Passover is a complex celebration grounded in the tradition of thousands of years—and sadly, many people have little more knowledge of the origin and practice of this fascinating holiday than Charlton Heston’s booming, bronzed Moses, or the vague notion that Jews only eat flatbread for a week each spring. But there’s so much more to it than that, and Jewish and non-Jewish children alike can appreciate an overview of its rich symbolism and their special place in it: Chag Same'ach!

A is for Account . . . the Origins of Passover

Passover, or Pesach, is celebrated on account of the Israelite’s deliverance from Egypt. The festival is a commemoration of the Exodus, when, according to Jewish tradition, God visited his wrath upon the Egyptians with a series of plagues for their enslavement of the Israelites. The tenth of these plagues was the killing of all firstborn sons, but God instructed the Children of Israel to mark their doors with the blood of a spring lamb in order that the avenging angel might “pass over” them—from this event we get the term “Passover”. Guidelines for the holiday’s commemoration are set forth in Leviticus, though commandments to observe the Passover appear elsewhere in the Torah.

2009 is the Jewish year 5769, and Passover occurs from sunset on April 8th to nightfall on April 16th. Jews reckon this date as the 15th of Nisan, the first of the twelve regular Hebrew months, and their Pesach festival coincides with the first full moon.

B is for Bread . . . but Not the Leavened Kind!

Passover is the Feast of the Unleavened Bread, a 7-or 8-day holiday, and the two first days of celebration are the ones most familiar in popular culture. These two days are the Passover Seder, during which certain dietary restrictions are followed. Prior to Passover, the home is carefully cleansed of chametz, or yeast foods. All chametz must be sold, used or given away. This is because at the time the Jews were freed from their Egyptian captivity, they left so quickly they had to bake their unleavened dough into hard crackers as they fled through the desert. There is another spiritual connotation to this act as well—leavened bread is “puffed up”, and the removal of chametz from the home is akin to the removal of pride from a person’s soul. Matzah is the flatbread that Jewish celebrants use today as part of their Seder meal in place of the forbidden chametz.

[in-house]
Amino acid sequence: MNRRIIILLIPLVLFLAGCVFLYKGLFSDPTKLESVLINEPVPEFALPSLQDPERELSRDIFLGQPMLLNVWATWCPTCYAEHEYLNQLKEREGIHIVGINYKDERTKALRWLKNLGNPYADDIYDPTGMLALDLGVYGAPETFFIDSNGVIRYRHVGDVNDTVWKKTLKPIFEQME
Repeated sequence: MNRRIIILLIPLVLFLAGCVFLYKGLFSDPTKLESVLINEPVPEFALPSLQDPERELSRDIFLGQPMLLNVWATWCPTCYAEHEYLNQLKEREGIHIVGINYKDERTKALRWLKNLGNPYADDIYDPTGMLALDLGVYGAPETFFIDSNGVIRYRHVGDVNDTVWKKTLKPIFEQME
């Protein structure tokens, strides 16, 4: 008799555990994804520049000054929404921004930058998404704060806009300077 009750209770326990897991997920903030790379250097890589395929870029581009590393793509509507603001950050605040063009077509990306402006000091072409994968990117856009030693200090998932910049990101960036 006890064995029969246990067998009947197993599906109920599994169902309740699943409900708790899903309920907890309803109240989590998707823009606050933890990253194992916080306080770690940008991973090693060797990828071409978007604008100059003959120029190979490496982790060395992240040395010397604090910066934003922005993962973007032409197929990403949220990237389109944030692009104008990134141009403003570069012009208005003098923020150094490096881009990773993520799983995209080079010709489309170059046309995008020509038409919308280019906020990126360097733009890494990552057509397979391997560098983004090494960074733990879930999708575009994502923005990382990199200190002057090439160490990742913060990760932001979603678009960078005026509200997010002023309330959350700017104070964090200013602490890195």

The traditional Passover Seder is steeped in symbolism. The table is laid with the Seder plate, which holds a roasted shankbone or chicken neck (a reminder of the sacrificial lamb), a hardboiled egg (emblematic of a temple sacrifice), bitter herbs and a bitter vegetable (indicative of the suffering of the Jews under their enslavement), a paste of apples, wine and nuts (a representation of the mortar used by the Jews during their toil) and a vegetable dipped in salt water (to symbolize tears). After the Fast of the Firstborn on the morning prior to Passover, this Seder plate is prepared in a ritual that involves blessings, hymns, and recitations. Four cups of wine are served during the meal to correspond with different parts of the ritual and commemorate the four times God promised the Israelites to free them from captivity. A place is also customarily set for the prophet Elijah, whom the Jews believe will usher in the Messiah during a Pesach celebration.

C is for Children . . . an Important Part of Passover

Children play an important role during Passover celebrations. In some families, children (under the direction of their parents) lead the search for the chametz the night prior to Passover. During the subsequent Seder, children ask four questions about the ceremony that call to mind the reason behind these important traditions and educate the next generation in their observance. The answer to these questions (beginning with, “Why is tonight different than all other nights?”) leads to the recounting of the Haggadah, or the Exodus story. Finally, children are central to the afikomen, or “dessert”, following the Seder. In this custom, a broken piece of matzah is hidden in the house—this is the afikomen. Children are released at some point in the meal with the instruction to find the afikomen in return for a reward. Only when the afikomen is found can the Passover Seder be completed.